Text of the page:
I am dealing with a performance issue for a very simple structure involving simple queries.

Consider two tables called TBL01 and TBL02. TBL01 has a master-detail relationship with TBL02. The primary key for TBL01 is called CONFIGURATION_ID. TBL02 has CONFIGURATION_ID as a foreign key to TBL01 which is also indexed. TBL01 has 2.8 million rows and TBL02 has maybe 10 million rows.

A simple INNER JOIN on TBL01.CONFIGURATION_ID = TBL02.CONFIGURATION_ID is kinda slow. By slow I mean it takes a second to return 10 rows with 15 columns in total from both TBL01 and TBL02. If I start using sorting etc, things get worse. I have dealt with very big tables in the past but never had an issue. Could there be something missing?

What should my next steps be in order to improve the performance? BITMAP index with JOIN on CONFIGURATION_ID? Would that help? Any other tips?

Note 1: I am using ORACLE 12.

Note 2: This might be obvious, but if I add a filter after the join things are better.

  • 10 rows from a 10 million result set? This does not add up. You did not mention any filtering condition. So what is the actual SQL executed? Note: if you did not specify any filter and you just fetch the first 10 rows from a 10 million result set, then the databases does exactly what you asked from it. My answer depends on the further information that is missing. Commented Oct 7, 2019 at 8:33
  • @BalazsPapp: You are absolutely right. I added in the note that a filter immediately speeds up things.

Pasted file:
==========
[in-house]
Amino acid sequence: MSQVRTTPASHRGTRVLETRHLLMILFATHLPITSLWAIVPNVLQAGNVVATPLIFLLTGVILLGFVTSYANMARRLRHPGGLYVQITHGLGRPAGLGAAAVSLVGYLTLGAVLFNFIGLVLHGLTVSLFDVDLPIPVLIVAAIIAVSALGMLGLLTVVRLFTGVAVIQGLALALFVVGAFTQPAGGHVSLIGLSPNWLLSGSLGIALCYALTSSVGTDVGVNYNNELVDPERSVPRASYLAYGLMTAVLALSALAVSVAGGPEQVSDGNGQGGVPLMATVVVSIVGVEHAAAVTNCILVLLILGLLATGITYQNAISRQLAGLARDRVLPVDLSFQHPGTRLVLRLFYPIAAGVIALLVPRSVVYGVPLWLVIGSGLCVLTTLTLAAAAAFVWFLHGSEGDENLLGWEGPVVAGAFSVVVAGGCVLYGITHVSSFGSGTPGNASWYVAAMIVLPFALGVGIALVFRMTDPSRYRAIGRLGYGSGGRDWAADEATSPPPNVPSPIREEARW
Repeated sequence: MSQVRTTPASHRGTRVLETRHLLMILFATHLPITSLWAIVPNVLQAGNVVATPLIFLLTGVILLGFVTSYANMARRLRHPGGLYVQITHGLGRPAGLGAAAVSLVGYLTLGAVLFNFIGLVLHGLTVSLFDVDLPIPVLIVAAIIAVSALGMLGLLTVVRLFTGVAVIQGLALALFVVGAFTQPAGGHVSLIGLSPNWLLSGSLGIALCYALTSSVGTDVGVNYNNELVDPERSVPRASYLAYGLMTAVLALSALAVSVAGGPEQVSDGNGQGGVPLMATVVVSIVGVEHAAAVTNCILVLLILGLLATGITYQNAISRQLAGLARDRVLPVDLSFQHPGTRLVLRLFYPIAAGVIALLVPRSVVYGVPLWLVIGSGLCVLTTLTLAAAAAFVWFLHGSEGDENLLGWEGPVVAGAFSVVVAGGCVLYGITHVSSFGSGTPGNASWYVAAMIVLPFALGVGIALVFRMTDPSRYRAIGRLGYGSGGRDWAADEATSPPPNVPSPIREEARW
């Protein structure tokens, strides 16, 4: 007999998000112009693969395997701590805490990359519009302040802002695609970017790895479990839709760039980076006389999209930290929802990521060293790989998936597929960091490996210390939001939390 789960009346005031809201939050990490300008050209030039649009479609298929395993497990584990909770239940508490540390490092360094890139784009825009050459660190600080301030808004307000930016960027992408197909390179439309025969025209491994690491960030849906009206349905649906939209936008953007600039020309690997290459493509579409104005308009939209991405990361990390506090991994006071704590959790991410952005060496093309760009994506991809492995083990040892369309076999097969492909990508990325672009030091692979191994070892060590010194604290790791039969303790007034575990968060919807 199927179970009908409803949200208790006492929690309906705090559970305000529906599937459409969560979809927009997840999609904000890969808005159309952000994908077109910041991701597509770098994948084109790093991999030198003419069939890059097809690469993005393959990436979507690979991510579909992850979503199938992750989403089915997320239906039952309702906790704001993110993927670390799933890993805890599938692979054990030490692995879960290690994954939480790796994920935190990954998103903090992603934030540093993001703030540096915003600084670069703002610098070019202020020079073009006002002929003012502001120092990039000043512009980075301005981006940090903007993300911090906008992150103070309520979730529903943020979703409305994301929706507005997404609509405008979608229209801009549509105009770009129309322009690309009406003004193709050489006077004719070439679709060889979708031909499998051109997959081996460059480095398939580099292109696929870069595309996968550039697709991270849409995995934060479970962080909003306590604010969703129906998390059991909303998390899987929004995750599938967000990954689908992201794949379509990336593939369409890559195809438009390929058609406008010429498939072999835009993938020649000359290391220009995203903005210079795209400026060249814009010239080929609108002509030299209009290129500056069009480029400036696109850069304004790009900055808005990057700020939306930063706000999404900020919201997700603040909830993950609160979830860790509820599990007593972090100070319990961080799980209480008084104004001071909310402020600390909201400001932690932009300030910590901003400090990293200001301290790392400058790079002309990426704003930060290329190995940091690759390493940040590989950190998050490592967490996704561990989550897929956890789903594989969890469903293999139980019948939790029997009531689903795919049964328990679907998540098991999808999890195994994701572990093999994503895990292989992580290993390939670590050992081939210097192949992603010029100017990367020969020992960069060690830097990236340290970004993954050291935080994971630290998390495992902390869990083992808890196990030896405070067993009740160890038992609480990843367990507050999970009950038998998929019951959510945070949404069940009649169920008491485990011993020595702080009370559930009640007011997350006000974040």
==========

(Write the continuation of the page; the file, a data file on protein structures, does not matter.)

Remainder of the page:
– Midas
    Commented Oct 7, 2019 at 8:34
  • Why you decide that JOIN is slow? You get "10 rows" from millions - so there exists some another conditions (in WHERE for example) - I think they cause long execution, because no suitable index exists. Post full tables' DDL and real query text.
    – Akina
    Commented Oct 7, 2019 at 8:35
  • but if I add a filter after the join In general the execution order do not match formal query text.
    – Akina
    Commented Oct 7, 2019 at 8:36
  • @Akina: The case is SELECT [COLUMNS] FROM TBL01 INNER JOIN TBL02 ON TBL02.CONFIGURATION_ID = TBL01.CONFIGURATION_ID. If I run that without any paging, sort or WHERE on SQL Developer for instance, it takes about a second to execute. SQL Developer limits the results to 200. The only INDEX is on CONFIGURATION_ID, but I am not sure if that is enough. I added the comment about filtering just in case someone would wonder how it performs in that case. However, my main case is the most simple SELECT with a single JOIN. Nothing more.
    – Midas
    Commented Oct 7, 2019 at 9:01

1 Answer 1


What you described is normal behaviour.

create table t1 as select * from dba_objects;
create table t2 as select * from dba_objects;
delete from t1 where object_id is null;
delete from t2 where object_name = 'T1';
alter table t1 add primary key (object_id);
alter table t2 add constraint t1_fk foreign key (object_id) references t1(object_id);
create index t2_object_id on t2(object_id);
exec dbms_stats.gather_table_stats(user, 'T1');
exec dbms_stats.gather_table_stats(user, 'T2');

explain plan for select * from t1 join t2 on (t1.object_id = t2.object_id);
select * from table(dbms_xplan.display);

Plan hash value: 1838229974

| Id  | Operation          | Name | Rows  | Bytes |TempSpc| Cost (%CPU)| Time     |